Jeff Judy

Jeff's Thoughts - August 4 , 2010

Who is Talking to your Customers?

I've asked Brad Stevens to return to share his ideas in a guest column for this issue. Brad's long experience in banking allows him to put recent and current events in perspective, and in this edition of Jeff's Thoughts, Brad notes that some banks are letting the media do all their talking for them, which is not in their best interests. More about Brad below.

It is an understatement to say that the banking industry has changed dramatically in the past three years. Stress caused by the current economic cycle, declines in the credit quality of bank loan portfolios, and increased attention from regulators have all had impacts on the way we handle credit.

These factors, and shifts in lending practices, have also received a lot of attention in the media, with the result that the general public, and many of your customers, may have formed the impression that banks across the nation are no longer in the lending business. In addition, politicians who have accused bankers of not lending in spite of all their efforts to loosen credit make sure they get plenty of attention.

Unfair? Only if you sit back and let the media and the politicians explain your position to your customers. If you are not willing to make the effort to share the reasons that banks have reduced lending over the past couple of years, to show customers that the factors driving the availability of credit are more involved and complicated than reflected in sound bites from Washington, you are in no position to complain.

Admittedly, you probably are not going to enjoy every credit conversation with every customer. Some of them are going to be less desirable borrowers than they were just a couple of years ago, and they may not be very happy with your explanations.

But without an understanding of how the credit landscape has changed, how will those customers be able to work to enhance their own creditworthiness? Meanwhile, you want all of your credit customers to understand that rather than a simple either-or question -- either banks are lending, or they are not -- it makes more sense to look at different segments of the credit portfolio and how they have changed over time.

After years of unsustainable loan growth, most banks have found themselves with multiple levels of unacceptable risk. Consider industry risk. Many banks got comfortable lending to industries that they might have avoided prior to the last decade. While industry risk was always evident, it was ignored until the economy changed, hitting high risk industries harder than others. Examples would be developers, builders, golf courses, and any business related to the hospitality industry. Clients in these and other risky industries who were once courted by banks do not understand when they are now turned down by banks that are returning to more traditional, more prudent risk profiles.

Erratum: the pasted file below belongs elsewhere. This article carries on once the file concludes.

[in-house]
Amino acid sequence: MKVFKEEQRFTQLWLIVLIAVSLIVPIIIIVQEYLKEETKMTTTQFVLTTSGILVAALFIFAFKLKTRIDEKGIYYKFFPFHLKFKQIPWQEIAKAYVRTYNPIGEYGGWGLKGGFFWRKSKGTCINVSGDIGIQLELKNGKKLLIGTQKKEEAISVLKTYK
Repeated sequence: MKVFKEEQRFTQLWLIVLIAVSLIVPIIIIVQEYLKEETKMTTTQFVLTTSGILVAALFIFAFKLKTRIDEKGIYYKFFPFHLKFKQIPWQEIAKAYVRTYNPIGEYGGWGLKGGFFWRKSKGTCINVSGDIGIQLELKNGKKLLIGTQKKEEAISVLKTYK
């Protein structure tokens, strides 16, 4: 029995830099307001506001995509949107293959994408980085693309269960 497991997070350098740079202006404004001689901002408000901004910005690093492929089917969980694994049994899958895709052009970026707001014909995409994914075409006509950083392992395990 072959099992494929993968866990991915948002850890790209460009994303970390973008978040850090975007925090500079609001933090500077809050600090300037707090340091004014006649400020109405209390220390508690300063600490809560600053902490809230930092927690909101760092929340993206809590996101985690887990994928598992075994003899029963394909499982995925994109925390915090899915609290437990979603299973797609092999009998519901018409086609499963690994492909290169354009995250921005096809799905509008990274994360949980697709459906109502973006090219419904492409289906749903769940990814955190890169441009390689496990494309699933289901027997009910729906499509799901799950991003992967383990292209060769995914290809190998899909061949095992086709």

And regulators are focusing on concentration risk like never before, as a result of many banks making too many loans in relation to capital, to specific industries, economic sectors and/ or types of collateral. Examples would be a preponderance of residential loans, residential development loans or commercial real estate loans. Sadly, when a client that wants to expand their plant is turned away because a bank has a concentration in commercial real estate already, the bank gets painted with the broad brush of "not lending" when, in fact, they may have plenty of ability to lend in other areas such as equipment or lines of credit.

And do not forget credit risk. The decline in the economy over the past two years has taken its toll on clients in all banks. Significant losses over the past two years has left client balance sheets tipped to a point where the bank may have much more invested in some companies than the clients do. Worse, clients that did not maintain earnings in the firm during the good times may actually be insolvent after losses. Clients complain that when they need the bank most, the bank refuses to help. But the real key is that lending more money to a client who has a limited ability to repay, who has insufficient equity and is unable to properly secure the new loan, is simply not prudent or in the best interest of the client.

Broad generalizations and black-and-white simplifications will continue to be prominent in the media for some time to come. Left unchecked, they will encourage your customers to view your bank as an adversary, rather than as a partner looking for ways to work together to your mutual benefit.

But if you are not willing to take the time to explain the finer details of your own credit landscape, and where your customers fit within that landscape, do not blame the press or the politicians because they will not do your job -- communicating with your customers -- just as you would like.

About Brad Stevens

Brad Stevens began his banking career at Norwest, being given 60 accounts and being told 40 needed to "go away". The initiation to the work out world led him eventually to being the senior credit officer of two banks that were troubled. In 2008 Brad quietly left the workout side of the banking industry to focus on building strong relationships with clients, recognizing that the best way to avoid a workout credit is to structure loans properly to begin with. Brad has taught and is available to teach courses on credit analysis and analyzing financial statements, as well as strategies for effective workout of troubled credits. He is currently a Relationship Manager with Alerus Financial. You can reach Brad at